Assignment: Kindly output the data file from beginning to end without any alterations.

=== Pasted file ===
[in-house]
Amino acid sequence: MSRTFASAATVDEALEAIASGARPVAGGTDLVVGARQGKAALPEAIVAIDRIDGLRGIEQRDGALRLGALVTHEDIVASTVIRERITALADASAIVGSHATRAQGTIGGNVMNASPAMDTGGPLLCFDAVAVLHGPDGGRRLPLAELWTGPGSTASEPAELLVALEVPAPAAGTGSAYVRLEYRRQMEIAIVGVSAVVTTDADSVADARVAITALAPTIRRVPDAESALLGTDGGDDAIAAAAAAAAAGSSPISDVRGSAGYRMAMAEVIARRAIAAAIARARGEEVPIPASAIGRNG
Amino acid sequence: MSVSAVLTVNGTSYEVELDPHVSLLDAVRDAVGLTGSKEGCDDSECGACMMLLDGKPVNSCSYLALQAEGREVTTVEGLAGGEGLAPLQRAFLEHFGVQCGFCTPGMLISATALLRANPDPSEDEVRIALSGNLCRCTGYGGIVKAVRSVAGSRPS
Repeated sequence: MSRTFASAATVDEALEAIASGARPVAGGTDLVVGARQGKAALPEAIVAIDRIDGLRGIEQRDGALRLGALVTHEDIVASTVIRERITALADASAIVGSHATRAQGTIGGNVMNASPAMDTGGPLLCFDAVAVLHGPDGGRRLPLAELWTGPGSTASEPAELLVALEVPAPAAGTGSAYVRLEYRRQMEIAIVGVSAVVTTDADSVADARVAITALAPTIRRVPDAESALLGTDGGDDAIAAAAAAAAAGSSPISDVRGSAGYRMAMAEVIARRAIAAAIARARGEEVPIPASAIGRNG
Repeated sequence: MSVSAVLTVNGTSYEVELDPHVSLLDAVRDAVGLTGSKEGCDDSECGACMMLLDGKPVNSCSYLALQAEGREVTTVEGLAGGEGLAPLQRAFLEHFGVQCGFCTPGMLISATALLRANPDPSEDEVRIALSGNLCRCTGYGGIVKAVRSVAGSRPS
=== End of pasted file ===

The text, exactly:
[in-house]
Amino acid sequence: MSRTFASAATVDEALEAIASGARPVAGGTDLVVGARQGKAALPEAIVAIDRIDGLRGIEQRDGALRLGALVTHEDIVASTVIRERITALADASAIVGSHATRAQGTIGGNVMNASPAMDTGGPLLCFDAVAVLHGPDGGRRLPLAELWTGPGSTASEPAELLVALEVPAPAAGTGSAYVRLEYRRQMEIAIVGVSAVVTTDADSVADARVAITALAPTIRRVPDAESALLGTDGGDDAIAAAAAAAAAGSSPISDVRGSAGYRMAMAEVIARRAIAAAIARARGEEVPIPASAIGRNG
Amino acid sequence: MSVSAVLTVNGTSYEVELDPHVSLLDAVRDAVGLTGSKEGCDDSECGACMMLLDGKPVNSCSYLALQAEGREVTTVEGLAGGEGLAPLQRAFLEHFGVQCGFCTPGMLISATALLRANPDPSEDEVRIALSGNLCRCTGYGGIVKAVRSVAGSRPS
Repeated sequence: MSRTFASAATVDEALEAIASGARPVAGGTDLVVGARQGKAALPEAIVAIDRIDGLRGIEQRDGALRLGALVTHEDIVASTVIRERITALADASAIVGSHATRAQGTIGGNVMNASPAMDTGGPLLCFDAVAVLHGPDGGRRLPLAELWTGPGSTASEPAELLVALEVPAPAAGTGSAYVRLEYRRQMEIAIVGVSAVVTTDADSVADARVAITALAPTIRRVPDAESALLGTDGGDDAIAAAAAAAAAGSSPISDVRGSAGYRMAMAEVIARRAIAAAIARARGEEVPIPASAIGRNG
Repeated sequence: MSVSAVLTVNGTSYEVELDPHVSLLDAVRDAVGLTGSKEGCDDSECGACMMLLDGKPVNSCSYLALQAEGREVTTVEGLAGGEGLAPLQRAFLEHFGVQCGFCTPGMLISATALLRANPDPSEDEVRIALSGNLCRCTGYGGIVKAVRSVAGSRPS